After Hours

World of Warcraft backs off edict that users must use real names

Blizzard, the company that makes World of Warcraft backs down from forum plans. How does this kind of thing happen?

Blizzard, now known as Battle.net, is the maker of World of Warcraft. In a press release they said that they would start dictating that all accounts be identified with gamers' real names.

Called Real ID, it's the company's attempt to curb the trolling and unpleasant behavior that plague's WOW's forum (and every other online forum in the world for that matter). From their first press release:

Our forum has earned a reputation as a place where flame wars, trolling, and other unpleasantness run wild" and that "removing the veil of anonymity typical to online dialogue will contribute to a more positive forum environment, promote constructive conversations, and connect the Blizzard community in ways they haven't been connected before. With this change, you'll see blue posters (i.e. Blizzard employees) posting by their real first and last names on our forums as well.

My first question for Blizzard after I read this was, "I'm sorry, have you met the Internet?" Why on earth would they think that their forum visitors would go for that? Forum members posted some legitimate concerns that went farther than "I can't be the creep I want to be in I'm not anonymous." One member even voiced a concern that it would affect his employment if his present bosses or potential bosses saw the amount of time he spent gaming online.

But then today, in their own forum, Blizzard announced that, due to user feedback, they've changed their minds:

As a result of those discussions, we've decided at this time that real names will not be required for posting on official Blizzard forums.

I have a few points for discussion here. How does a company embark on a project without knowing how their end-users are going to react to it? Fortunately, for the WOW forum members, the company was willing to backtrack. But I wonder how many times projects are pushed through, been met with complete derision by end-users, but had to continue because those in charge refused to back down?

Let's hear from you guys. Have you ever had to work on a clearly ill-advised project?

About

Toni Bowers is Managing Editor of TechRepublic and is the award-winning blogger of the Career Management blog. She has edited newsletters, books, and web sites pertaining to software, IT career, and IT management issues.

10 comments
candytata6
candytata6

wow ..i like it very much. game675.com

burkhardt5
burkhardt5

Weather or not people use their real names or not shouldn't make much difference. World of warcraft does not keep any important personal info, do they? WOW Strategy Guide

blackepyon01
blackepyon01

Blizzard, unlike many other companies I could mention, actually does listen to and take into account user feedback.

NickNielsen
NickNielsen

Not a one ever resulted in an real improvement in quality. All any of them ever did was change the terminology and increase the amount of paperwork dedicated to the illusive 'quality' output.

Ocie3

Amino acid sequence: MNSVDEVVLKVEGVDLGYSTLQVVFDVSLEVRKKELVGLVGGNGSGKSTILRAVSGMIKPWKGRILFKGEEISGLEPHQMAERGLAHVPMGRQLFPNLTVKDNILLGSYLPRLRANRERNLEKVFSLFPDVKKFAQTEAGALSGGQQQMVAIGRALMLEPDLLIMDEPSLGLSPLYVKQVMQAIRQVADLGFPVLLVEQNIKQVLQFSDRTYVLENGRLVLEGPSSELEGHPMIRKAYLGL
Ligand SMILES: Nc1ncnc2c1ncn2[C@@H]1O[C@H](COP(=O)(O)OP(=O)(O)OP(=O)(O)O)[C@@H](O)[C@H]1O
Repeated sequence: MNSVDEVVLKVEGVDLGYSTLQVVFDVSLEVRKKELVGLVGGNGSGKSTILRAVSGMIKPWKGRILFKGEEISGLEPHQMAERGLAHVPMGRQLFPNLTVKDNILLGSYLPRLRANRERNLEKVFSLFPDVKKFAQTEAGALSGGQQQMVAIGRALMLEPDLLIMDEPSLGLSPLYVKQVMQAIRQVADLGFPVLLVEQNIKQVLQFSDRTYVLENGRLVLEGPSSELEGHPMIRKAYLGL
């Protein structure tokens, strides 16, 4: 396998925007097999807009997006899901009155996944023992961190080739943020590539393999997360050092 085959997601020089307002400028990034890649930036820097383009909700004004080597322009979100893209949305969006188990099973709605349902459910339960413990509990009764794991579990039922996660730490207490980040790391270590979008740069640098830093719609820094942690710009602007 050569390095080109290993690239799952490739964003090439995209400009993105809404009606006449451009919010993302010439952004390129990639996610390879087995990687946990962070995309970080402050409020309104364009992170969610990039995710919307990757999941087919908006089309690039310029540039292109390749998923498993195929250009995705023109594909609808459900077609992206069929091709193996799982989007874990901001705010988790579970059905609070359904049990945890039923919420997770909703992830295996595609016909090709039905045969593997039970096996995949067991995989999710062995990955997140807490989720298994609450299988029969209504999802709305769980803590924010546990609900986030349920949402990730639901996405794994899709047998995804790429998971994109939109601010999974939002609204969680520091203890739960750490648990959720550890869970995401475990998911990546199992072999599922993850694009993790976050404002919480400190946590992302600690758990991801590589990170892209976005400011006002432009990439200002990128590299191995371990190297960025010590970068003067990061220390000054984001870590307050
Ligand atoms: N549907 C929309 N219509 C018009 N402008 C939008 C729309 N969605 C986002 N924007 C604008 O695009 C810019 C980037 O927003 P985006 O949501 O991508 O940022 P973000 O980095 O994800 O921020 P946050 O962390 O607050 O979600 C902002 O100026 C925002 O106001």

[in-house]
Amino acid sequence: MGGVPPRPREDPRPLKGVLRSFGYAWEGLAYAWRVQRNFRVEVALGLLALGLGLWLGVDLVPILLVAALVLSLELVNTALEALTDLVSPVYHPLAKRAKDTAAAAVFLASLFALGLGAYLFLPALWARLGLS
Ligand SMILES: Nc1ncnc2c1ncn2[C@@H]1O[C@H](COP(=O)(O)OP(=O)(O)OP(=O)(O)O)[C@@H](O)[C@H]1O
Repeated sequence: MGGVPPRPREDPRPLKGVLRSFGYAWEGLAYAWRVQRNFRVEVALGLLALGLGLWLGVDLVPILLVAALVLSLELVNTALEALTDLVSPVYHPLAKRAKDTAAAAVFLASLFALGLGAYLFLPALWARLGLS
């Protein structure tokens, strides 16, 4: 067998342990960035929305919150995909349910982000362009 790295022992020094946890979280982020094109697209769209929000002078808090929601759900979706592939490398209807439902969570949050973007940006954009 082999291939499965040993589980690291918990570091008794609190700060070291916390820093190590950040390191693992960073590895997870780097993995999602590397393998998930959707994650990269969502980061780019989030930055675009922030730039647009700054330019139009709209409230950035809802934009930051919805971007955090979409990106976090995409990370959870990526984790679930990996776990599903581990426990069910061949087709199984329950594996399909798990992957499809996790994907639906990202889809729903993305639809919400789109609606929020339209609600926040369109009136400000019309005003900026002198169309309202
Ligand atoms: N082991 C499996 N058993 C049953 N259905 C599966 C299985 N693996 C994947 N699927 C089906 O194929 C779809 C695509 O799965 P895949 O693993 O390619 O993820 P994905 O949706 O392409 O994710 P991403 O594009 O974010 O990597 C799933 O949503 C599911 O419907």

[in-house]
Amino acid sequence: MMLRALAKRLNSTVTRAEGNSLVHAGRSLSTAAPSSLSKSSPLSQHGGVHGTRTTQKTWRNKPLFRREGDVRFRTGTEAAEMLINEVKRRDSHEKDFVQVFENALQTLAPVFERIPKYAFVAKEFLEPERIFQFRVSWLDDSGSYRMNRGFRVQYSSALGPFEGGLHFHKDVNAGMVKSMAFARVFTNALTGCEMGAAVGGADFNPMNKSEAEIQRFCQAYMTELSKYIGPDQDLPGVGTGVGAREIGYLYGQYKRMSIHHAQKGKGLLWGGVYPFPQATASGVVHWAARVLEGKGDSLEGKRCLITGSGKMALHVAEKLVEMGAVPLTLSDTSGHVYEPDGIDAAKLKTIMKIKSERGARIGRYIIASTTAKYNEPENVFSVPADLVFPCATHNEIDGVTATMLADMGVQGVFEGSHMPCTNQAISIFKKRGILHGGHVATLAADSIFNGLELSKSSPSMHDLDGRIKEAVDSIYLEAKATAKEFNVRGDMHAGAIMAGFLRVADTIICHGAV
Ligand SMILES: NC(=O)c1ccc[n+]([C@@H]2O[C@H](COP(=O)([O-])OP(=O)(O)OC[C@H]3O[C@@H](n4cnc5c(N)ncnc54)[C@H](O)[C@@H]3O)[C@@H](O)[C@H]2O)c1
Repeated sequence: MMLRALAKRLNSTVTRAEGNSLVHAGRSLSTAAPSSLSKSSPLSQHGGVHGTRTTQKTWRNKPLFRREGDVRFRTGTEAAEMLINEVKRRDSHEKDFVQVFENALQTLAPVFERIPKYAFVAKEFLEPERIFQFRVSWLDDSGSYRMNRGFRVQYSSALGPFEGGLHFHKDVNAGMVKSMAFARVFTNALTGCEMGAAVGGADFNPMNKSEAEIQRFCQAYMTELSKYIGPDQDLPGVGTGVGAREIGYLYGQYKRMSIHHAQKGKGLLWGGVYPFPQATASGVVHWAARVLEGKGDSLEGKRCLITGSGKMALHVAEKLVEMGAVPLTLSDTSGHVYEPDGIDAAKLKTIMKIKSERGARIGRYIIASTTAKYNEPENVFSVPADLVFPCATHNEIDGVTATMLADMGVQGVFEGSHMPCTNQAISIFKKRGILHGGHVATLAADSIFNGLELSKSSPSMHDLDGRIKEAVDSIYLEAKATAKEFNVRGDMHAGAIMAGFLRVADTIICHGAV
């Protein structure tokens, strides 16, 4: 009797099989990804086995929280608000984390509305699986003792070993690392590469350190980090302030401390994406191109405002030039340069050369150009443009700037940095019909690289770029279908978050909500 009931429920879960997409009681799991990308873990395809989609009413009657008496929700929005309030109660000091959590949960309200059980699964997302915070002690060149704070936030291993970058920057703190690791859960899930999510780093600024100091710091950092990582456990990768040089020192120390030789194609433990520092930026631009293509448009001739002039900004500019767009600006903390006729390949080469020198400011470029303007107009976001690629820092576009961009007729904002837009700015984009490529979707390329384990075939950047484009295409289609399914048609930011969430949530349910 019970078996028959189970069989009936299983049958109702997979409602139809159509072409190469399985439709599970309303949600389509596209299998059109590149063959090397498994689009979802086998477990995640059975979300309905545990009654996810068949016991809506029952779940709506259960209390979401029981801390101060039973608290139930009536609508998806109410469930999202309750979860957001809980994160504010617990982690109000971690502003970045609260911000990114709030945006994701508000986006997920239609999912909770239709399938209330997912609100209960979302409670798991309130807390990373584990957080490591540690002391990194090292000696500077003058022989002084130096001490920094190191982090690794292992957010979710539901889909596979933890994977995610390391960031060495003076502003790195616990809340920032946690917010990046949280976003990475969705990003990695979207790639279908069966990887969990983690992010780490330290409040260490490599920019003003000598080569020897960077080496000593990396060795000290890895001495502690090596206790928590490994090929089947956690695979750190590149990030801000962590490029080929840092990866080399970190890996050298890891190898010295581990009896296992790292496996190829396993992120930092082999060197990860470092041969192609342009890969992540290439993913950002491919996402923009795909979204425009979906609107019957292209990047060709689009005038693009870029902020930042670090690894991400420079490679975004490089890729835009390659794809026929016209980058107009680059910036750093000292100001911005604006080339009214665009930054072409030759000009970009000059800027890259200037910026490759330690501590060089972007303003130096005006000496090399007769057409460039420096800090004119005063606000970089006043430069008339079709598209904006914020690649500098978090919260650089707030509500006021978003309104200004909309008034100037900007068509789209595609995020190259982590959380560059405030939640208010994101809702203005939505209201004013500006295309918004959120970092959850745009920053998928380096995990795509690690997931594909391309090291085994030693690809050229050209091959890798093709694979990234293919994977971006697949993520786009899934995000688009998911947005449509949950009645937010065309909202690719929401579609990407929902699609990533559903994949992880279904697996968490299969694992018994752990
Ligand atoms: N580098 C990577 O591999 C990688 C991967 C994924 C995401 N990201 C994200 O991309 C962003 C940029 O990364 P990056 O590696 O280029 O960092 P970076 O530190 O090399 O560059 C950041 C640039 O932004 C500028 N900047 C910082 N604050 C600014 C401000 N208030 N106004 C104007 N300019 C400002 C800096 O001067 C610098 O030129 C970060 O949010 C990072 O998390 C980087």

Ocie3

Question: [i]"Have you ever had to work on a clearly ill-advised project?"[/i] Not in IT, fortunately.

Ocie3
Ocie3

There has been a long tradition of writers who adopted "pen names", such as Mark Twain (Samuel Clemens) and O.Henry (William S. Porter), under which their works were published. If someone who writes forum messages, a blog, articles for a web site, or an online periodical wants to do that, then what would be wrong with it[b]?[/b] Many people probably have different reasons than those two respective writers did, but we have adopted pseudonyms in Internet News Groups, in bulletin board systems, and now for Internet forums of just about all types. Regardless, it is no more difficult to adopt a "real name" that is a pseudonym than it is to adopt one that is clearly a pseudonym. If I registered with Tech Republic and used the name "Edward Teach", they wouldn't reject it. Nor would they reject the name by which he became infamous, "Blackbeard". :-)

santeewelding
santeewelding

Dream of what bad men do.

johnpall
johnpall

Unlike your remark " Good men Dream of what bad men do."

mas06h
mas06h

As a WOW subscriber, I have been unhappy with a lot of the corporate decision making over there lately. Im glad they decided to step back on this. They seem to be making too many decisions without consulting the end user. Thats good business 101 as far as I am concerned. Make sure your community of users is happy with what you're doing (ESPECIALLY the gamer community). I hope this doesn't become the trend in the industry.

mlakrid
mlakrid

I have no issues with Activision/Blizzard enforcing the no personal attacks rules. When trying to enforce people using realID to show their real names is where they messed up. I would go so far as to say that validating you are who you say you are before allowing you to tie your anonymous ID to the real one would have been fine. In that way they could have easily patrolled and enforeced rules with regards to personal attacks/flames and trolls in general. Mike A! Florida

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